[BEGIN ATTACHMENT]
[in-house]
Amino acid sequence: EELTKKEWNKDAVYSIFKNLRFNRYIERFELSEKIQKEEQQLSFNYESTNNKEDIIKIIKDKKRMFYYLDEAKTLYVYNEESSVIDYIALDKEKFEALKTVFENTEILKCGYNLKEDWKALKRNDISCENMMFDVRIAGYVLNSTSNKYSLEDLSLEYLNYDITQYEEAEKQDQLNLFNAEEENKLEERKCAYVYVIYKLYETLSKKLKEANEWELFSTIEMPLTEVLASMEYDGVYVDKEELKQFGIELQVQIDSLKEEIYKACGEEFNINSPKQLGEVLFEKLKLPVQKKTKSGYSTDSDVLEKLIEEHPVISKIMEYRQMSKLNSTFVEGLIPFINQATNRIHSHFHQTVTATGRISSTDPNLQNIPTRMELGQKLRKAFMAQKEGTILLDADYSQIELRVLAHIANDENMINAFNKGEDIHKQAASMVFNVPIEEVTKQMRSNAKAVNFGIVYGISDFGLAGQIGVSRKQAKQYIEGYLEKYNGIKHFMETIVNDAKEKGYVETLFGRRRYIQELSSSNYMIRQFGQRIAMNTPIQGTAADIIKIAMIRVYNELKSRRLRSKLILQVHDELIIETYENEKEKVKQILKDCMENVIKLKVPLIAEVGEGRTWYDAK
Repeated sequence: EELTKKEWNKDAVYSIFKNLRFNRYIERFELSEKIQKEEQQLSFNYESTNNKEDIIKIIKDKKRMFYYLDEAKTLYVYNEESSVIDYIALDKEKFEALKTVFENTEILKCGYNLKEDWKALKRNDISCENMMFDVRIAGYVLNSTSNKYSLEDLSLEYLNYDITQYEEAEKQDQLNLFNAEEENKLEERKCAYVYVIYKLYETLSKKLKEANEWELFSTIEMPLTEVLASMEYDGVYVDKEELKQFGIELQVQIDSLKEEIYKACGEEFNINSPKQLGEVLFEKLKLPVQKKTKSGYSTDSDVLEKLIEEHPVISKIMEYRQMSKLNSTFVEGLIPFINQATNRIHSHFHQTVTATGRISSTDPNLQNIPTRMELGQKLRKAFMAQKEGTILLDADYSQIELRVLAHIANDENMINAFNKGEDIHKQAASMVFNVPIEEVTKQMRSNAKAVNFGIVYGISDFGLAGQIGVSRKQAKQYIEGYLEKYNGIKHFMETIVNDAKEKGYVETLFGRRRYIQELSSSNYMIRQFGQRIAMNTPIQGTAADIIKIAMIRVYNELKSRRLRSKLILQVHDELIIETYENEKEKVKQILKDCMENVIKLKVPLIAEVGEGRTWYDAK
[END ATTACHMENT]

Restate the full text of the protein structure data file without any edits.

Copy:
[in-house]
Amino acid sequence: EELTKKEWNKDAVYSIFKNLRFNRYIERFELSEKIQKEEQQLSFNYESTNNKEDIIKIIKDKKRMFYYLDEAKTLYVYNEESSVIDYIALDKEKFEALKTVFENTEILKCGYNLKEDWKALKRNDISCENMMFDVRIAGYVLNSTSNKYSLEDLSLEYLNYDITQYEEAEKQDQLNLFNAEEENKLEERKCAYVYVIYKLYETLSKKLKEANEWELFSTIEMPLTEVLASMEYDGVYVDKEELKQFGIELQVQIDSLKEEIYKACGEEFNINSPKQLGEVLFEKLKLPVQKKTKSGYSTDSDVLEKLIEEHPVISKIMEYRQMSKLNSTFVEGLIPFINQATNRIHSHFHQTVTATGRISSTDPNLQNIPTRMELGQKLRKAFMAQKEGTILLDADYSQIELRVLAHIANDENMINAFNKGEDIHKQAASMVFNVPIEEVTKQMRSNAKAVNFGIVYGISDFGLAGQIGVSRKQAKQYIEGYLEKYNGIKHFMETIVNDAKEKGYVETLFGRRRYIQELSSSNYMIRQFGQRIAMNTPIQGTAADIIKIAMIRVYNELKSRRLRSKLILQVHDELIIETYENEKEKVKQILKDCMENVIKLKVPLIAEVGEGRTWYDAK
Repeated sequence: EELTKKEWNKDAVYSIFKNLRFNRYIERFELSEKIQKEEQQLSFNYESTNNKEDIIKIIKDKKRMFYYLDEAKTLYVYNEESSVIDYIALDKEKFEALKTVFENTEILKCGYNLKEDWKALKRNDISCENMMFDVRIAGYVLNSTSNKYSLEDLSLEYLNYDITQYEEAEKQDQLNLFNAEEENKLEERKCAYVYVIYKLYETLSKKLKEANEWELFSTIEMPLTEVLASMEYDGVYVDKEELKQFGIELQVQIDSLKEEIYKACGEEFNINSPKQLGEVLFEKLKLPVQKKTKSGYSTDSDVLEKLIEEHPVISKIMEYRQMSKLNSTFVEGLIPFINQATNRIHSHFHQTVTATGRISSTDPNLQNIPTRMELGQKLRKAFMAQKEGTILLDADYSQIELRVLAHIANDENMINAFNKGEDIHKQAASMVFNVPIEEVTKQMRSNAKAVNFGIVYGISDFGLAGQIGVSRKQAKQYIEGYLEKYNGIKHFMETIVNDAKEKGYVETLFGRRRYIQELSSSNYMIRQFGQRIAMNTPIQGTAADIIKIAMIRVYNELKSRRLRSKLILQVHDELIIETYENEKEKVKQILKDCMENVIKLKVPLIAEVGEGRTWYDAK